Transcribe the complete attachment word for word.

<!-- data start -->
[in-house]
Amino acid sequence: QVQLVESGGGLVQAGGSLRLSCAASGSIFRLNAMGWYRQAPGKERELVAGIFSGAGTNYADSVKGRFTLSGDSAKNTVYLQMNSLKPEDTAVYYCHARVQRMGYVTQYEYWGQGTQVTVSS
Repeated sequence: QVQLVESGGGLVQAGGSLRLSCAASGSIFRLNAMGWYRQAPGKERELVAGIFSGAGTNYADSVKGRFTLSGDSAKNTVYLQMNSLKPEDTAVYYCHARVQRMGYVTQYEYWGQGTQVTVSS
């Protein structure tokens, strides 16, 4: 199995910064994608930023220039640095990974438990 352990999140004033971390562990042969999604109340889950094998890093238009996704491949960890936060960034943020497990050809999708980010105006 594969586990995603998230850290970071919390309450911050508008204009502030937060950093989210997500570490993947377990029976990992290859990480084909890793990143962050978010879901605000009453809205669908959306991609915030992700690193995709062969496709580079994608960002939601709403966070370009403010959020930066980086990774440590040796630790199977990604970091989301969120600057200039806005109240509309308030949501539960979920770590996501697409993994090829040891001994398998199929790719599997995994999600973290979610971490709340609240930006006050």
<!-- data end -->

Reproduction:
[in-house]
Amino acid sequence: QVQLVESGGGLVQAGGSLRLSCAASGSIFRLNAMGWYRQAPGKERELVAGIFSGAGTNYADSVKGRFTLSGDSAKNTVYLQMNSLKPEDTAVYYCHARVQRMGYVTQYEYWGQGTQVTVSS
Repeated sequence: QVQLVESGGGLVQAGGSLRLSCAASGSIFRLNAMGWYRQAPGKERELVAGIFSGAGTNYADSVKGRFTLSGDSAKNTVYLQMNSLKPEDTAVYYCHARVQRMGYVTQYEYWGQGTQVTVSS
């Protein structure tokens, strides 16, 4: 199995910064994608930023220039640095990974438990 352990999140004033971390562990042969999604109340889950094998890093238009996704491949960890936060960034943020497990050809999708980010105006 594969586990995603998230850290970071919390309450911050508008204009502030937060950093989210997500570490993947377990029976990992290859990480084909890793990143962050978010879901605000009453809205669908959306991609915030992700690193995709062969496709580079994608960002939601709403966070370009403010959020930066980086990774440590040796630790199977990604970091989301969120600057200039806005109240509309308030949501539960979920770590996501697409993994090829040891001994398998199929790719599997995994999600973290979610971490709340609240930006006050």